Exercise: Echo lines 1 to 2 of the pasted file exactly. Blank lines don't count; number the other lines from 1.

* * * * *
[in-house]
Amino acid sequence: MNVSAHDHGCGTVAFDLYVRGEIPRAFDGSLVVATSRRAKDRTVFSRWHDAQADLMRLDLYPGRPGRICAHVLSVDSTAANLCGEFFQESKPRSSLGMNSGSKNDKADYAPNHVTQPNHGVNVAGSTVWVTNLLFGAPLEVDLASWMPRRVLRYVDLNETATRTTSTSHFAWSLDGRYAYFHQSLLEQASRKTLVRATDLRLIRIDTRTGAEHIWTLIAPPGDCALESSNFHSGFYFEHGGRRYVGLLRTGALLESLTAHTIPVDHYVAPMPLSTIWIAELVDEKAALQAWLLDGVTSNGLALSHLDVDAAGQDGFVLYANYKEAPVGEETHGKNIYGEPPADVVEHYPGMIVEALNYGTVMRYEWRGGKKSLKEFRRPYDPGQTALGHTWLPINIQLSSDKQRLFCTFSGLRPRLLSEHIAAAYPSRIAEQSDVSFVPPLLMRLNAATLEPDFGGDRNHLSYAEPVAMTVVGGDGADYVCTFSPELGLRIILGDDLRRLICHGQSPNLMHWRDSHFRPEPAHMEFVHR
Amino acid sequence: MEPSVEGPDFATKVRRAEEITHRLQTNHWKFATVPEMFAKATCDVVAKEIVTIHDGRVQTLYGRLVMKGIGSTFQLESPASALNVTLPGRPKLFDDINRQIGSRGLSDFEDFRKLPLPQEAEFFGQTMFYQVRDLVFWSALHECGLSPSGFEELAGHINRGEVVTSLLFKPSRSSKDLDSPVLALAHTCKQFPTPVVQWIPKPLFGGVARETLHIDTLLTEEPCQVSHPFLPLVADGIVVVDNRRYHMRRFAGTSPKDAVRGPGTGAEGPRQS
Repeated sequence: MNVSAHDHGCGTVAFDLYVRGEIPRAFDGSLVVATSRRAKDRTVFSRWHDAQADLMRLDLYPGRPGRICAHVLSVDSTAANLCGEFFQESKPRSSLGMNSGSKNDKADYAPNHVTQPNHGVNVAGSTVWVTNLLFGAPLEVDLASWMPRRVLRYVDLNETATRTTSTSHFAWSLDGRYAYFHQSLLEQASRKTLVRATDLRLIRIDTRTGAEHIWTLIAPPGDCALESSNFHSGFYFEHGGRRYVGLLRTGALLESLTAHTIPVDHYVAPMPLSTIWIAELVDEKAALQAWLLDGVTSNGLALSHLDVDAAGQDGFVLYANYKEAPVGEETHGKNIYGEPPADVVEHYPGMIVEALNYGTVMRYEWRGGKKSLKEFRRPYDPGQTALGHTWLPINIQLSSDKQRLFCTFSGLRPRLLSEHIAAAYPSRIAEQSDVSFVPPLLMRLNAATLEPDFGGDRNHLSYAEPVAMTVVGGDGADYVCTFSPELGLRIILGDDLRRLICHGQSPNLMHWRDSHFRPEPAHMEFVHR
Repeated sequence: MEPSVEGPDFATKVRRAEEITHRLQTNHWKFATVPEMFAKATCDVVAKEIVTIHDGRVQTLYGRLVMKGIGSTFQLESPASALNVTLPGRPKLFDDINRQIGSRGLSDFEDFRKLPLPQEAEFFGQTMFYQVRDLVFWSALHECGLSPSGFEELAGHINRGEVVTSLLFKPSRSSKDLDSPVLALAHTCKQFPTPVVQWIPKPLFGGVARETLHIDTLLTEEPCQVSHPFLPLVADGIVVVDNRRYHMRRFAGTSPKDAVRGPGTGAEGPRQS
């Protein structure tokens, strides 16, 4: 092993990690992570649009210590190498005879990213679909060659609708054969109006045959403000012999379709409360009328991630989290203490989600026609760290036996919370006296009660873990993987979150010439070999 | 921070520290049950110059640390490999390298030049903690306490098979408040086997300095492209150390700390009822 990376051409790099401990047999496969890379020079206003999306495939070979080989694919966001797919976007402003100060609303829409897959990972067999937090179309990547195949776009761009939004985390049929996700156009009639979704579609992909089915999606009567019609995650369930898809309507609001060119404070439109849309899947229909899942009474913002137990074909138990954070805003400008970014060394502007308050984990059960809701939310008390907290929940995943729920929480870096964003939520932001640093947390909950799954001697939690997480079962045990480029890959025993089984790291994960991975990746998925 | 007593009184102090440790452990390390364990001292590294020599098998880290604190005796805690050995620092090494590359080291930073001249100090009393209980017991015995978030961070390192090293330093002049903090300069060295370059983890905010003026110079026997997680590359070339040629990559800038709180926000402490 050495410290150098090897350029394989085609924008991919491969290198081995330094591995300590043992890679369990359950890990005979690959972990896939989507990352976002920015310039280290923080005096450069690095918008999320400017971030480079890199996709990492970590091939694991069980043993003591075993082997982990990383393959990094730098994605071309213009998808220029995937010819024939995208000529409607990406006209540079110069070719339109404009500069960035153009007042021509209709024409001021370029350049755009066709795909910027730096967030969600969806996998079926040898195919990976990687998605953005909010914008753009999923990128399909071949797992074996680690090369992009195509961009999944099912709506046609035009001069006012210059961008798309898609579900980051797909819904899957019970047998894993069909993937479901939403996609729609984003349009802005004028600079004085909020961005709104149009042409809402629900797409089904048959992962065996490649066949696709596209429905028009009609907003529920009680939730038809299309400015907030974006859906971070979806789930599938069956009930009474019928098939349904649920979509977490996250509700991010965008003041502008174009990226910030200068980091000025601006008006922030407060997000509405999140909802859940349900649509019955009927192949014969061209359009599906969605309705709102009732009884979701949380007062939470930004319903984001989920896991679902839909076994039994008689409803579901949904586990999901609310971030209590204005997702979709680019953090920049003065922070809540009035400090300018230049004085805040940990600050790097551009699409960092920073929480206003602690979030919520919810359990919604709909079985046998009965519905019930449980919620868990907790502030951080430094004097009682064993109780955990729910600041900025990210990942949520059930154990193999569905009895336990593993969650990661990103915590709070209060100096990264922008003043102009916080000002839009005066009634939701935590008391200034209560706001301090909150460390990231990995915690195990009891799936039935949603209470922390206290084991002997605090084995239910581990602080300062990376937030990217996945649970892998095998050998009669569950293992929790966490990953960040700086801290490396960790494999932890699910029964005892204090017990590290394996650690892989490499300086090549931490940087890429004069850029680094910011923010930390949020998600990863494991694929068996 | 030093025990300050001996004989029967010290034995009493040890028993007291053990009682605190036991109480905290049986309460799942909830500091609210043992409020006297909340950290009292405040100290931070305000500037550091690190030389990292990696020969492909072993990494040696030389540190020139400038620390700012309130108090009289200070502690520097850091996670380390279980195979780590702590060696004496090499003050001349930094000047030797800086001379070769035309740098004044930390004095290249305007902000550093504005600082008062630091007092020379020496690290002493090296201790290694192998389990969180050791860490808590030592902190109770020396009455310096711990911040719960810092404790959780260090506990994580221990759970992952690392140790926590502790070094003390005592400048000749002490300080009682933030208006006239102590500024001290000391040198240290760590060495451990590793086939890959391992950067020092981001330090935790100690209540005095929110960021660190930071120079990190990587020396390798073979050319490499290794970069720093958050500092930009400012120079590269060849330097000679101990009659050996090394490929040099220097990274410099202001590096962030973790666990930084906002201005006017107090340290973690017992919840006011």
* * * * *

[in-house]
Amino acid sequence: MNVSAHDHGCGTVAFDLYVRGEIPRAFDGSLVVATSRRAKDRTVFSRWHDAQADLMRLDLYPGRPGRICAHVLSVDSTAANLCGEFFQESKPRSSLGMNSGSKNDKADYAPNHVTQPNHGVNVAGSTVWVTNLLFGAPLEVDLASWMPRRVLRYVDLNETATRTTSTSHFAWSLDGRYAYFHQSLLEQASRKTLVRATDLRLIRIDTRTGAEHIWTLIAPPGDCALESSNFHSGFYFEHGGRRYVGLLRTGALLESLTAHTIPVDHYVAPMPLSTIWIAELVDEKAALQAWLLDGVTSNGLALSHLDVDAAGQDGFVLYANYKEAPVGEETHGKNIYGEPPADVVEHYPGMIVEALNYGTVMRYEWRGGKKSLKEFRRPYDPGQTALGHTWLPINIQLSSDKQRLFCTFSGLRPRLLSEHIAAAYPSRIAEQSDVSFVPPLLMRLNAATLEPDFGGDRNHLSYAEPVAMTVVGGDGADYVCTFSPELGLRIILGDDLRRLICHGQSPNLMHWRDSHFRPEPAHMEFVHR